Marilú Rojas Salazar
Marilú Rojas Salazar is a Doctor in Systematic Theology from the Catholic University of Louvain, Belgium. Feminist Theologian and Professor of a subject in the Doctorate of Critical Gender Studies at the Ibero-American University of Mexico City and the Master’s Degree in Theology and the Contemporary World of the Department of Religious Sciences. She is a professor of the master’s degree in gender studies and theology in the theological community of Mexico. It belongs to TEIFEM (Feminist Theologians and Researchers of Mexico). Director of the magazine Sophias (magazine of interdisciplinary reflection of feminist theology in Mexico), founding member of the Academy of theology in Mexico of the Pontificial University of Mexico. She belongs to the TEPALI Network (Christian Theologians, Pastors and Leaders in Latin America)
“Séfora: Violence and foreskin of rapists in the context of femicide in Mexico”
Séfora is the woman who fulfills the mission of cutting patriarchal foreskins of the violent phallocentric western cultures that are affirmed in the kyriocentrism of the sacred. Feminist hermeneutics analyzes that ghost or evil being is the image of a violent, all-powerful, heart-hardening patriarchal God who demands the death of innocent firstborn.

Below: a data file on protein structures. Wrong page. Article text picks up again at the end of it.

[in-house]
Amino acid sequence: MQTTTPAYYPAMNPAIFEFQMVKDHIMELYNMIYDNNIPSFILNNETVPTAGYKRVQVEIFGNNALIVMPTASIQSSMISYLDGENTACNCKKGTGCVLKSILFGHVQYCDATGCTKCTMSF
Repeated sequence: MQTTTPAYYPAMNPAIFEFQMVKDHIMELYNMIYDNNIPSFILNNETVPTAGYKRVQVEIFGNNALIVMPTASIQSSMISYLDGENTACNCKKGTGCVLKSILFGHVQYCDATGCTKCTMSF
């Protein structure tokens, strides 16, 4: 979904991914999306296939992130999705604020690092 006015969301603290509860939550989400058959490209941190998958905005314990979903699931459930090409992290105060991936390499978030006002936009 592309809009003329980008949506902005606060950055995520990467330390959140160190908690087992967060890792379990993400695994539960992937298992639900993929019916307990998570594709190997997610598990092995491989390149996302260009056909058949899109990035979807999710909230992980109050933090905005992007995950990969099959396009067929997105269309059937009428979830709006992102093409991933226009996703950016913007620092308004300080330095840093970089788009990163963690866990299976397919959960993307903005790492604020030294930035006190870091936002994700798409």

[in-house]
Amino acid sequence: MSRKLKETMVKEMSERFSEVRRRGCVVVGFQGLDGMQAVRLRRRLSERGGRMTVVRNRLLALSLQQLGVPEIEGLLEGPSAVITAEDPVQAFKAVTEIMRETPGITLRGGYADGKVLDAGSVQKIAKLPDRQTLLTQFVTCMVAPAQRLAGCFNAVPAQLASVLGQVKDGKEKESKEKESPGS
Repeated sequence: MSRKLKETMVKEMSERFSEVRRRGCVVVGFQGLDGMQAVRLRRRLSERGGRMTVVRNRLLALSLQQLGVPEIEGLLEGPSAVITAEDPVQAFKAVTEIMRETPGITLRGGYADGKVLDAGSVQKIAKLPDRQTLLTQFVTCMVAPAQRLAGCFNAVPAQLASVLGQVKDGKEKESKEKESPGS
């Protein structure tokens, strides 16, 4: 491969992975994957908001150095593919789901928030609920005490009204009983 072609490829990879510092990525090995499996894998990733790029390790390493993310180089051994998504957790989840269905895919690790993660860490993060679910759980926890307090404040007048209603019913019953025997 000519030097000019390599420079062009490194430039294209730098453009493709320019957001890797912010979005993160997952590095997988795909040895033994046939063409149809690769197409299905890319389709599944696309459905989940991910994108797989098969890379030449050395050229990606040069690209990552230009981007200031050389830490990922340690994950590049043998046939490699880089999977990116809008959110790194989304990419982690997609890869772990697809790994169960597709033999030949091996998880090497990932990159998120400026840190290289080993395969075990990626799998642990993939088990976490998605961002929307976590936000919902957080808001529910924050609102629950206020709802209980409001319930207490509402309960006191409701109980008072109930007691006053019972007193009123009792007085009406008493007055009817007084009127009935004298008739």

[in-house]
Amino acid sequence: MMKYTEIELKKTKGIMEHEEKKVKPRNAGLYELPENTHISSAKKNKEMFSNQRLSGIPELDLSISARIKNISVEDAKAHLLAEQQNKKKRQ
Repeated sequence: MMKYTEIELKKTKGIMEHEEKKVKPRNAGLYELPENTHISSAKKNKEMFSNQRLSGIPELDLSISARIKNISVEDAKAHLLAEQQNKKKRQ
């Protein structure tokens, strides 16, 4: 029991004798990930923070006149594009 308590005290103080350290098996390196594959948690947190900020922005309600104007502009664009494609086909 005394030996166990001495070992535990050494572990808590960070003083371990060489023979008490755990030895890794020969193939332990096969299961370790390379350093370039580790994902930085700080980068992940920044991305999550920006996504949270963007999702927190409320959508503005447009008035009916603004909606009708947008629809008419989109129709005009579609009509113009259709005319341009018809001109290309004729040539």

A migrant woman who confronts that divine violent patriarchal idol or ghost that crosses her path, and she positions herself to take a flint and cut the foreskin of her son, pass it or throw it into the phallus of Moses and thereby break phallocentrism of the image of the hegemonic male God.
The feminist movement in Mexico is facing this resistance struggle against the feminicidal power of a culture supported by political and religious fundamentalisms that create a patriarchal junction that opposes the rights of women’s liberation.
Feminist theologians are vindicated in the figure of the Madian woman who was able to eradicate the ghost of the misogynistic patriarchy of culture and religion to contribute to the liberation of a people trapped by their machismo in the patriarchal family model, as This is the case of Mexico, an extremely religious, conservative and dangerous country for women, and in which religions and traditions contribute to avoid uprooting the gender privileges of men until they become feminicides.